The study presents the results of research on the development of composite zones in castings based on the intermetallic phase of Ni3Al. Composite zones were obtained by placing packets with substrates for the reaction of titanium carbide in a foundry mould. To provide a variable carbides content in the composite zone, two compositions of the packets were prepared. The first packet contained only substrates for the reaction of TiC synthesis; the second one also contained a filler. The resulting composite zones in castings were examined for the filler effect on changes in the volume fraction, size and morphology of carbides in the zone. In addition, the effect of filler on the mechanical properties of the zone was verified, observing changes of Vickers hardness in this area. It was found that the presence of filler in the composition of the packet for synthesis reduced the content of carbides, as well as their size and morphology. Lower surface content of carbides reduced hardness of the zone, which enabled smooth control of the mechanical properties. At the same time, the use of the selected filler did not disturb the course of the TiC carbide synthesis.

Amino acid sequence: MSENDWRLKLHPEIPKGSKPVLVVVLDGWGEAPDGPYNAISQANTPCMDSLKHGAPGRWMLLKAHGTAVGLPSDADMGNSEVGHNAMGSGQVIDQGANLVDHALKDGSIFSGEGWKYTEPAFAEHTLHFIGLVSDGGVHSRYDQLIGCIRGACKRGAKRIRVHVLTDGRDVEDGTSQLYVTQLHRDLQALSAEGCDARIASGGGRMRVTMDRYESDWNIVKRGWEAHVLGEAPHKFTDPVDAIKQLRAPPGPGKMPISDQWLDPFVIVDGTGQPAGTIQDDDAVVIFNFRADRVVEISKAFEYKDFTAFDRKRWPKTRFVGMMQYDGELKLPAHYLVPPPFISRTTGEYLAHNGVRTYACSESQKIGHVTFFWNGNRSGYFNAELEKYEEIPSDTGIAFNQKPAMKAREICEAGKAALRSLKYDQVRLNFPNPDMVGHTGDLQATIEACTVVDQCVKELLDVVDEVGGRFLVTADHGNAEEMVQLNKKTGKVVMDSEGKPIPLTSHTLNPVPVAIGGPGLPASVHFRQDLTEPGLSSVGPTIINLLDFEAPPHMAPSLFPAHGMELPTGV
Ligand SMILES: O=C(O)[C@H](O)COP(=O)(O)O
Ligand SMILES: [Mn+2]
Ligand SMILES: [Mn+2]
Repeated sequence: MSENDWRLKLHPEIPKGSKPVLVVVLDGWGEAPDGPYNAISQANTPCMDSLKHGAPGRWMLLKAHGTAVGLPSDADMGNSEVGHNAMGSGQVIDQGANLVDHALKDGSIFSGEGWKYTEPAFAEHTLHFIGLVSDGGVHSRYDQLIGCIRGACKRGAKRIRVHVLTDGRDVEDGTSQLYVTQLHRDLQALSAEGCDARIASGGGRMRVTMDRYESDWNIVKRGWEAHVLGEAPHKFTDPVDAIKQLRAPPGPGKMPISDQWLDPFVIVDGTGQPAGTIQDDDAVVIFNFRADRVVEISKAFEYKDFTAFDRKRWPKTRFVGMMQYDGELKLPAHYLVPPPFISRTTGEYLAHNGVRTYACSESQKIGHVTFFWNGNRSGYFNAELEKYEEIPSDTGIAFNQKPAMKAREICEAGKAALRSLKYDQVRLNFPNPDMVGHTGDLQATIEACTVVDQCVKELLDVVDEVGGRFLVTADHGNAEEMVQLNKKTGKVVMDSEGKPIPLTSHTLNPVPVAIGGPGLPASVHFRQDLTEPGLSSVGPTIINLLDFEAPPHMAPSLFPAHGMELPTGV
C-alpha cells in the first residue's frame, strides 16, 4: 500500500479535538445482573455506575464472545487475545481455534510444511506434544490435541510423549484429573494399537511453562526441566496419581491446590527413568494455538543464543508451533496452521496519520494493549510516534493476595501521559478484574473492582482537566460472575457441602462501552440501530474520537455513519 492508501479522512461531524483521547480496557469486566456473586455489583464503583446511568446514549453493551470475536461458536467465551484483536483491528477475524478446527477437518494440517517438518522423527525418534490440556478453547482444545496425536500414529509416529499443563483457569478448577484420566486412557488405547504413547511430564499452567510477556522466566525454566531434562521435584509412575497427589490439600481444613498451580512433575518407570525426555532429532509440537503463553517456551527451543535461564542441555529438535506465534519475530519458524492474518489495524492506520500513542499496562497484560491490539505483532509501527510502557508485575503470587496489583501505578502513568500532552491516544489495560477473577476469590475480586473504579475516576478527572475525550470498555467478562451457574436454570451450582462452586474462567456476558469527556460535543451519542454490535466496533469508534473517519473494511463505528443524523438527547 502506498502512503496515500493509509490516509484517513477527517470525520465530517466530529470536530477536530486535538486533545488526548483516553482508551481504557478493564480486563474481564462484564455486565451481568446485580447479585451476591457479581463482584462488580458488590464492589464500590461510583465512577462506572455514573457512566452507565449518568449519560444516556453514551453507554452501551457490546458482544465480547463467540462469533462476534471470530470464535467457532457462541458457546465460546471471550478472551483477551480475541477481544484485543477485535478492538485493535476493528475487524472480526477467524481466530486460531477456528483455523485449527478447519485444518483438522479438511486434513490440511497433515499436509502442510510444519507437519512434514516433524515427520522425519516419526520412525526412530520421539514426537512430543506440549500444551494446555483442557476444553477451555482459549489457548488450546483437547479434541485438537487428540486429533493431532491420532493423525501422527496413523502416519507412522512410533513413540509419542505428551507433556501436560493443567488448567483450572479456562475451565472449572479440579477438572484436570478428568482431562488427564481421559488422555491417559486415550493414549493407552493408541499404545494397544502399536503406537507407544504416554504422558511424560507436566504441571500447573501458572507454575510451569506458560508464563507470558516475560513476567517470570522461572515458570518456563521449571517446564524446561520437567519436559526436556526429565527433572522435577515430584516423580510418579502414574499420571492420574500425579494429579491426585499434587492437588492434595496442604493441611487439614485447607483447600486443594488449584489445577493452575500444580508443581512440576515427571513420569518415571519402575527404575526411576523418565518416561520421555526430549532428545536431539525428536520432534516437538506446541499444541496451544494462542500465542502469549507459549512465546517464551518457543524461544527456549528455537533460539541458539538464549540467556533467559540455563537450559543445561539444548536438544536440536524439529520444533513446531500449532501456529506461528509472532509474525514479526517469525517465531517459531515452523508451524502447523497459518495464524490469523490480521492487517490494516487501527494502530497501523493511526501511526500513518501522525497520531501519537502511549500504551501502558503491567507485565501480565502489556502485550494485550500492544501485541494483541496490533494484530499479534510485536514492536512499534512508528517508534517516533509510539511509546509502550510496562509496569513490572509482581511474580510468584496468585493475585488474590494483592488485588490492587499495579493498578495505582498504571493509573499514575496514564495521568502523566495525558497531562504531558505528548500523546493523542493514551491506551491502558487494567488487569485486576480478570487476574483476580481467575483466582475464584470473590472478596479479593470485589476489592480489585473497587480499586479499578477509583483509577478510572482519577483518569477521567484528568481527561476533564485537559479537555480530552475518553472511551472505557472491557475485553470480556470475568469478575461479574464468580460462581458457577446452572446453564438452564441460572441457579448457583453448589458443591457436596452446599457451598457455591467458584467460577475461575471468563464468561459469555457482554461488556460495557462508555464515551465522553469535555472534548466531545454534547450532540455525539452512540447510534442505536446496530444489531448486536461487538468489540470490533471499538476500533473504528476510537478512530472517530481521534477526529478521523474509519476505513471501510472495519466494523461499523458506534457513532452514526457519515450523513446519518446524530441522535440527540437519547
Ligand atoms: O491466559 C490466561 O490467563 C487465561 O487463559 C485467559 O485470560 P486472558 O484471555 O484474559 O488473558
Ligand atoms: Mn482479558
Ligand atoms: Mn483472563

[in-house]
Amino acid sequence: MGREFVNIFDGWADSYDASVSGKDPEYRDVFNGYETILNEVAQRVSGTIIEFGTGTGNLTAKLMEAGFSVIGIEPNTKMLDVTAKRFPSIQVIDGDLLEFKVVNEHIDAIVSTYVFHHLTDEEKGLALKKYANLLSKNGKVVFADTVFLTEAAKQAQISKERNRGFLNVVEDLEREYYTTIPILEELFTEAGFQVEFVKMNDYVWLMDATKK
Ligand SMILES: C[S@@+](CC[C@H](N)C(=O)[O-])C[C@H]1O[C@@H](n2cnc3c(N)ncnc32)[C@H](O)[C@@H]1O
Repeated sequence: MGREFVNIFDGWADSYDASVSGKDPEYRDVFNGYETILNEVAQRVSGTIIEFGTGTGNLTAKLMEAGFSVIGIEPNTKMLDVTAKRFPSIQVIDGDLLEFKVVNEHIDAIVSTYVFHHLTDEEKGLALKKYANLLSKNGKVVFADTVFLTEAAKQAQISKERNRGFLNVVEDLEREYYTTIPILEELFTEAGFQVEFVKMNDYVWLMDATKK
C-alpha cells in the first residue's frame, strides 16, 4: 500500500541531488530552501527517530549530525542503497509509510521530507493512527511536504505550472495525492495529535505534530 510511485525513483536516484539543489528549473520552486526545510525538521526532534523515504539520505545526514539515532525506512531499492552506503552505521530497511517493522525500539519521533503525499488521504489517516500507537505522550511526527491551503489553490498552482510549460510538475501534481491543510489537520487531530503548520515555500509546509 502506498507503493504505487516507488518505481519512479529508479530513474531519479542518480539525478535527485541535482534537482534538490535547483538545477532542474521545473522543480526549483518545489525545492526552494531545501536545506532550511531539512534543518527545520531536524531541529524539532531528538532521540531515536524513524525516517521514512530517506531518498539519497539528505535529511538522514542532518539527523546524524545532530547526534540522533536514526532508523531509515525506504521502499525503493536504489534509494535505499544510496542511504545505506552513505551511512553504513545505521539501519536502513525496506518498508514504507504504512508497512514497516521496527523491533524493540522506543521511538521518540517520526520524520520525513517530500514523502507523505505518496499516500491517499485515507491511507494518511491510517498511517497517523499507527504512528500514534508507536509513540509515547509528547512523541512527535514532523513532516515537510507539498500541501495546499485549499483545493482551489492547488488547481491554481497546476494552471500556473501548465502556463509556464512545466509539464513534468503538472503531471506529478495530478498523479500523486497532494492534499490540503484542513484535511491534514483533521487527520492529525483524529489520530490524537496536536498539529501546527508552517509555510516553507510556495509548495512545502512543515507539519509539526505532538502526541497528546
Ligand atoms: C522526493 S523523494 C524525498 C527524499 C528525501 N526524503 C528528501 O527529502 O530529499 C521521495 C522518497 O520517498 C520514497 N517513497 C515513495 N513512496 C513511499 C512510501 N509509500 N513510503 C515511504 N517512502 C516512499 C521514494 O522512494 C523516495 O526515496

Investment casting technology that utilizes lost-wax casting is one of the most-important achievements of ancient society. In Lower Silesia, Poland (Grzybiany, Legnica county), a 7-6 BC casting workshop was discovered with numerous artifacts, confirming the existence of the manufacturing process of metal ornaments using ceramic molds. The paper presents the research of molds and casts from the Bronze and Early Iron Ages. Microscopic analyses of the casting molds were performed, along with radiographic and chemical composition tests of the artifacts (the latter employing the use of the X-ray fluorescence spectroscopy method). The clustering method was used for alloy classification. The microstructure was analyzed by means of Scanning Electron Microscopy with Energy Dispersive Spectroscopy. Conclusions from the research were utilized in further experiments